Category: History

Hearts And Minds

Author : Hannah Gurman
ISBN : 9781595588432
Genre : History
File Size : 88.74 MB
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The first book of its kind, Hearts and Minds is a scathing response to the grand narrative of U.S. counterinsurgency, in which warfare is defined not by military might alone but by winning the "hearts and minds" of civilians. Dormant as a tactic since the days of the Vietnam War, in 2006 the U.S. Army drafted a new field manual heralding the resurrection of counterinsurgency as a primary military engagement strategy; counterinsurgency campaigns followed in Iraq and Afghanistan, despite the fact that counterinsurgency had utterly failed to account for the actual lived experiences of the people whose hearts and minds America had sought to win. Drawing on leading thinkers in the field and using key examples from Malaya, the Philippines, Vietnam, El Salvador, Iraq, and Afghanistan, Hearts and Minds brings a long-overdue focus on the many civilians caught up in these conflicts. Both urgent and timely, this important book challenges the idea of a neat divide between insurgents and the populations from which they emerge—and should be required reading for anyone engaged in the most important contemporary debates over U.S. military policy.
Category: History

Counterinsurgency In Crisis

Author : David H. Ucko
ISBN : 9780231535410
Genre : Political Science
File Size : 56.69 MB
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Long considered the masters of counterinsurgency, the British military encountered significant problems in Iraq and Afghanistan when confronted with insurgent violence. In their effort to apply the principles and doctrines of past campaigns, they failed to prevent Basra and Helmand from descending into lawlessness, criminality, and violence. By juxtaposing the deterioration of these situations against Britain's celebrated legacy of counterinsurgency, this investigation identifies both the contributions and limitations of traditional tactics in such settings, exposing a disconcerting gap between ambitions and resources, intent and commitment. Building upon this detailed account of the Basra and Helmand campaigns, this volume conducts an unprecedented assessment of British military institutional adaptation in response to operations gone awry. In calling attention to the enduring effectiveness of insurgent methods and the threat posed by undergoverned spaces, David H. Ucko and Robert Egnell underscore the need for military organizations to meet the irregular challenges of future wars in new ways.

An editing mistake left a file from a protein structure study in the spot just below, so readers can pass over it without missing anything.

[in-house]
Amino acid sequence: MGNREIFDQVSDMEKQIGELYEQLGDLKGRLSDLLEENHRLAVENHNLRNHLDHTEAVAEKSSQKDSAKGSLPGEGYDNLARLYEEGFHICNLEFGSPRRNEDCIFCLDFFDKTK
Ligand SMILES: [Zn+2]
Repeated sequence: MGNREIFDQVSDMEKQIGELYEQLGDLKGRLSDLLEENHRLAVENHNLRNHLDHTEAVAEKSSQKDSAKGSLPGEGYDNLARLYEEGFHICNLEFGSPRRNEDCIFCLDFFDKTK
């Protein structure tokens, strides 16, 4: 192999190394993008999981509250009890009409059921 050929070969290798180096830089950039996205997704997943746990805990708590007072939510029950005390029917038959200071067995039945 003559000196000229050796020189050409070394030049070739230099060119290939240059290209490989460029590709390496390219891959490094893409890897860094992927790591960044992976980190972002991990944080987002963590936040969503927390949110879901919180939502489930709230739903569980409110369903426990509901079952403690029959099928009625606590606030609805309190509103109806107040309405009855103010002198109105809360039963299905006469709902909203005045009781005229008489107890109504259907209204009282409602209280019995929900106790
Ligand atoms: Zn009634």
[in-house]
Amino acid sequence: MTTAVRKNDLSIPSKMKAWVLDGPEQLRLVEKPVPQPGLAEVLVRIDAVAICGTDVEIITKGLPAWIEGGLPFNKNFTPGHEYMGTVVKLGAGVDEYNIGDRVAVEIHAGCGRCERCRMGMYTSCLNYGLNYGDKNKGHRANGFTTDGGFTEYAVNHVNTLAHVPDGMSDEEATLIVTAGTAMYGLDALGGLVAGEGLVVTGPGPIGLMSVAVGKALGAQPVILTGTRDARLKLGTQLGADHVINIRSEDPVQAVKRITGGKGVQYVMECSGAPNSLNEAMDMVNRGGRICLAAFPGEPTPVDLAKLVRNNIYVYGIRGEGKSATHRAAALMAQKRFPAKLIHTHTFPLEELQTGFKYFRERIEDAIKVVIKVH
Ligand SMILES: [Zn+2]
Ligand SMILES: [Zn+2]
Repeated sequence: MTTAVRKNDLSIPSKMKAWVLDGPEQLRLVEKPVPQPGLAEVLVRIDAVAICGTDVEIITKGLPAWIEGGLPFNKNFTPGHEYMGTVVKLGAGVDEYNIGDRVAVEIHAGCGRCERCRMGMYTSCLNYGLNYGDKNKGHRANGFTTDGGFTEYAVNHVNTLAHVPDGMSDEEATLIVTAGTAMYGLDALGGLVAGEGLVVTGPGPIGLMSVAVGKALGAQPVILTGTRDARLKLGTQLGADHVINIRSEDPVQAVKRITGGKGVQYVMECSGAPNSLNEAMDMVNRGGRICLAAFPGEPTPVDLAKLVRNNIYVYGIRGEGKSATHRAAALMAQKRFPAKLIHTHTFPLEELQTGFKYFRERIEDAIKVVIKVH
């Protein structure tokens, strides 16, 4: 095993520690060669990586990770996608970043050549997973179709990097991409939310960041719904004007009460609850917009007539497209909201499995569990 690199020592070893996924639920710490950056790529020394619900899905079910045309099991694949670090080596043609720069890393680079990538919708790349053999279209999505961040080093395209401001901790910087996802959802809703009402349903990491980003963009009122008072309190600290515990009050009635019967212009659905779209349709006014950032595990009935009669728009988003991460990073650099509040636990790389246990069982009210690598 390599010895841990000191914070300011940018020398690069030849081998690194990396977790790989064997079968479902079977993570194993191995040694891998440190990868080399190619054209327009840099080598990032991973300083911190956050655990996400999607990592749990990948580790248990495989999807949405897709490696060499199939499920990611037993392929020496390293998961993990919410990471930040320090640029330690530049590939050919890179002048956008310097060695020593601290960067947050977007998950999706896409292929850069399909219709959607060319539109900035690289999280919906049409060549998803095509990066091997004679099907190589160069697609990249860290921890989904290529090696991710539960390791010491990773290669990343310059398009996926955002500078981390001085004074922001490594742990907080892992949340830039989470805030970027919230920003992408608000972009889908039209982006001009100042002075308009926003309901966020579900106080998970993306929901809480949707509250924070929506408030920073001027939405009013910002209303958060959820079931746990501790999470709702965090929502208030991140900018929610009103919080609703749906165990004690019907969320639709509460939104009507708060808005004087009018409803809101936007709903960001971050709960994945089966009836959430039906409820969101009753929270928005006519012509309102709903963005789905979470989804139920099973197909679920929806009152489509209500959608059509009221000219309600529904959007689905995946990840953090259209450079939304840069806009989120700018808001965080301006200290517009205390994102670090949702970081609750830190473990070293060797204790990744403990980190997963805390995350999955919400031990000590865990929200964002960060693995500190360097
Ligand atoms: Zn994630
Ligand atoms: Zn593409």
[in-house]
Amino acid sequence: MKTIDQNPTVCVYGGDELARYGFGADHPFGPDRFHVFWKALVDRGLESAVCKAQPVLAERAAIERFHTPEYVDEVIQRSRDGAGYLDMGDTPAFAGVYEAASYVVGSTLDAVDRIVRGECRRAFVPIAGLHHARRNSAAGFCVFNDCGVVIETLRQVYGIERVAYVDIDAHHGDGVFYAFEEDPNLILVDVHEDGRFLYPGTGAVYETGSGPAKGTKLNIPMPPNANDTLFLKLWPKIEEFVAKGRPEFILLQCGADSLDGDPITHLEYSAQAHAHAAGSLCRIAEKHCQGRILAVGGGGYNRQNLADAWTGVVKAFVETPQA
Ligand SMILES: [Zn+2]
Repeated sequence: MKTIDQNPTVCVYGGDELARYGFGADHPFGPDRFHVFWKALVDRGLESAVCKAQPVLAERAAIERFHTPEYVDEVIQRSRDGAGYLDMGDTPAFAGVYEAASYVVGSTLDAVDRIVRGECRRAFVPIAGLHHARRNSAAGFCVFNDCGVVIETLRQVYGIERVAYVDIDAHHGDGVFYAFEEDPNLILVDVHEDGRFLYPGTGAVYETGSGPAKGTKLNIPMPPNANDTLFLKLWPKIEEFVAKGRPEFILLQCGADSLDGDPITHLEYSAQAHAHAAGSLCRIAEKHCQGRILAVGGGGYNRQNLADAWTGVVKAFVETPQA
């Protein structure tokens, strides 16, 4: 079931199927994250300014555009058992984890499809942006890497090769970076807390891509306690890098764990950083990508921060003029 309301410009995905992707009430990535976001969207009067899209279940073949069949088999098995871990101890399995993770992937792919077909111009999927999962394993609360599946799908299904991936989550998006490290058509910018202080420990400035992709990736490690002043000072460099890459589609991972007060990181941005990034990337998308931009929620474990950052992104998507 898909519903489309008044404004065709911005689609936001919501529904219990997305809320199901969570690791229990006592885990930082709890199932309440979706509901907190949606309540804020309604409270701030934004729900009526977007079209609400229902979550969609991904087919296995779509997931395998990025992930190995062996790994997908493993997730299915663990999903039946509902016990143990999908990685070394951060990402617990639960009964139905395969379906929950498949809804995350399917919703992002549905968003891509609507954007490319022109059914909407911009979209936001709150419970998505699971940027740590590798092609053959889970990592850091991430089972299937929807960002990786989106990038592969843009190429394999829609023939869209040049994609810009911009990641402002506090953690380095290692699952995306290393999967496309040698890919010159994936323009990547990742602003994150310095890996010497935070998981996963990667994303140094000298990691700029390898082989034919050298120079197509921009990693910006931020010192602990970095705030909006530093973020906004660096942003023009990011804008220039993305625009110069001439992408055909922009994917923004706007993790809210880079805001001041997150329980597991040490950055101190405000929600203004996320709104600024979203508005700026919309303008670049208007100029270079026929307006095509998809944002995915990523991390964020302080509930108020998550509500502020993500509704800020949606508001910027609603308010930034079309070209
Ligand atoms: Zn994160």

Category: Political Science

America And Iraq

Author : David Ryan
ISBN : 9781134036721
Genre : History
File Size : 56.49 MB
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This edited volume provides an overview on US involvement in Iraq from the 1958 Iraqi coup to the present-day, offering a deeper context to the current conflict. Using a range of innovative methods to interrogate US foreign policy, ideology and culture, the book provides a broad set of reflections on past, present and future implications of US-Iraqi relations, and especially the strategic implications for US policy-making. In doing so, it examines several key aspects of relationship such as: the 1958 Iraqi Revolution; the impact of the 1967 Arab-Israeli War; the impact of the Nixon Doctrine on the regional balance of power; US attempts at rapprochement during the 1980s; the 1990-91 Gulf War; and, finally, sanctions and inspections. Analysis of the contemporary Iraq crisis sets US plans against the ‘reality’ they faced in the country, and explores both attempts to bring security to Iraq, and the implications of failure.
Category: History

The Marines Take Anbar

Author : Robert Shultz
ISBN : 9781612511412
Genre : History
File Size : 82.12 MB
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“The Marines’ campaign to secure Anbar Province in Iraq will rank as one of the Corps’ historic battle achievements. Dick Shultz's brilliant account of that campaign is rich in lessons learned and examples of adaptability. The Marines Take Anbar will be a classic study in counter insurgency."" - Gen. Anthony C. Zinni, USMC (Ret.) The U.S. Marine Corps’ four-year campaign against al Qaeda in Anbar is a fight certain to take its place next to such legendary clashes as Belleau Wood, Guadalcanal, Peleliu, Iwo Jima, Okinawa, Chosin, and Khe Sanh. Its success, the author contends, constituted a major turning point in the Iraq War and helped alter the course of events and set the stage for the Surge in Baghdad a year later. This book brings to light all the decisive details of how the Marines, between 2004 and 2008, adapted and improvised as they applied the hard lessons of past mistakes. In March 2004, when part of the 1st Marine Expeditionary Force (I MEF) was deployed to Anbar Province in the heart of the Sunni triangle, the Marines quickly found themselves locked in a bloody test of wills with al Qaeda, and a burgeoning violent insurgency. By the spring of 2006, according to all accounts, enemy violence was skyrocketing, while predictions for any U.S. success were plummeting. But at that same time new counterinsurgency initiatives were put in place when I MEF returned for its second tour in Anbar, and the Marines began to gain control. By September 2008 the fight was over. Richard Shultz, a well-known author and international security studies expert, has thoroughly researched this subject. His book effectively argues the case for the Marines changing the course of the war at Anbar, which is contrary to the conventional wisdom that the Surge was the turning point.
Category: History